Weddady called for a new response to the repetitive cycle of Islamophobia in the West and violence in the Muslim World – exacerbated by instances of what North American Muslim community leaders call political Islamophobia: One-time Republican presidential hopeful Herman Cain's bid to make American Muslims take “loyalty oaths,” the US Tea Party's fight against phantom “creeping sharia” and Conservative Premier Stephen Harper's divisive war against “Islamicism” in Canada.
North American Muslims “need to sit down and think about their civic engagement on this continent,” Weddady said.
“Clearly all the existing models in the last two decades have failed miserably,” he added.
An African American archetype, a North American Muslim dream
Weddady said the American Islamic Congress is looking at various models of integration that have lifted politically and socially marginalized ethnic and religious groups out of a cycle of systematic degradation in the past.
American and Canadian Muslims are often divided internally by sect, religiosity, culture and national origin, which Weddady said has stymied a concerted effort to organize politically and carve out their place in the societies where they live.
In the 1920s and 1930s, the African American community coalesced socially and politically around a blossoming of their community's artistic and intellectual power – Black Americans were at the forefront of the their generation's innovation in literature, music, theater and painting.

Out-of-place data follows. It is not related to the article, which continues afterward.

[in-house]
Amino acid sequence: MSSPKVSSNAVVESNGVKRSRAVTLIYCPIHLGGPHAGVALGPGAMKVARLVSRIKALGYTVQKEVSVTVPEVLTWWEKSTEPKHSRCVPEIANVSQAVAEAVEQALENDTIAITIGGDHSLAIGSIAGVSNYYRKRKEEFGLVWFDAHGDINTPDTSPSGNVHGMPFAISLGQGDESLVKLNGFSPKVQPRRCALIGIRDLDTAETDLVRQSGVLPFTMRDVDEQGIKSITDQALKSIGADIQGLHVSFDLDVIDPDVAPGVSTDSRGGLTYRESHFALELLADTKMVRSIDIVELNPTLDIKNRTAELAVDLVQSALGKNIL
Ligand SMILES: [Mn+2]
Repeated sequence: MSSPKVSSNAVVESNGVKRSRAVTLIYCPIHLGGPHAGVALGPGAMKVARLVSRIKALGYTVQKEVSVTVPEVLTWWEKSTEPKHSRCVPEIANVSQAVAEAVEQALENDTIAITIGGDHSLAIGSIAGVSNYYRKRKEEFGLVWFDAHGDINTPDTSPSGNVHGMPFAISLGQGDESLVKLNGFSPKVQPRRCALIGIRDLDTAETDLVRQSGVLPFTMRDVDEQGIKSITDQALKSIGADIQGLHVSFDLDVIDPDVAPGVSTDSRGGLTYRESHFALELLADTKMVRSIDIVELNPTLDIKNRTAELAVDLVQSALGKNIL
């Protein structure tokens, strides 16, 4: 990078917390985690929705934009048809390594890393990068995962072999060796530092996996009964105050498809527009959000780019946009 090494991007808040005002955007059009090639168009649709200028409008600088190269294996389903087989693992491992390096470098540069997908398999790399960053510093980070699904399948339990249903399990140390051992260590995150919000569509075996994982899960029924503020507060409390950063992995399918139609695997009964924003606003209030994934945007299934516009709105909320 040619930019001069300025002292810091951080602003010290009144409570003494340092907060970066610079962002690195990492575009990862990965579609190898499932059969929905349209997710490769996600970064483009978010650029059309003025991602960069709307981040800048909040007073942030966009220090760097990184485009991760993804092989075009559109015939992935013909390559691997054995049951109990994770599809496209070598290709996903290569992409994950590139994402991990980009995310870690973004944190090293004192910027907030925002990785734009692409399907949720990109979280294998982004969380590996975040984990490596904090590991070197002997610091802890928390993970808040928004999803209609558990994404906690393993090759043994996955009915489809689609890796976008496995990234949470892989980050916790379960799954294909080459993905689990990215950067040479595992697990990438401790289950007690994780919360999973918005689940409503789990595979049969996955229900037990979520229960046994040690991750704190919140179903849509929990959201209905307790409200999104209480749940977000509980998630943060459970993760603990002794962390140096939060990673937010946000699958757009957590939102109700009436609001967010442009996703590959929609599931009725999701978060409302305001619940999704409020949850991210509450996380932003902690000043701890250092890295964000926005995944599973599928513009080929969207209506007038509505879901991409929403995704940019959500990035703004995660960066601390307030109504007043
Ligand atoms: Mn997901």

Weddady said that various American immigrant communities have made their way into the fabric of accepted American society through the arts, noting that American Jews – after generations of discrimination and abuse – have entered the mainstream with movies and television employing Yiddish terms like “schmooze” and “Oy vey,” almost as part of a Hollywood lingua franca.
Weddady will feel his job is done “when we have a number of highly decorated Muslim generals in the US and Canada, actors, musicians, Nobel prize winners.”
A North American Muslim Renaissance?
A period of African American innovation helped lift their community out of the spectre of slavery and into the public spotlight as a community with talent and dignity. And that movement for integrity spread as far as Europe, where the French Black community, entrenched in the throws of colonialism, demanded respect in its own “Negritude” movement.
In the North American Muslim context, AIC's Al-Suwaij said, “I think it's very important to come out of the picture where we label ourselves as victims. We are people. We have bad and good people. We have shining stars. We have rich and poor.”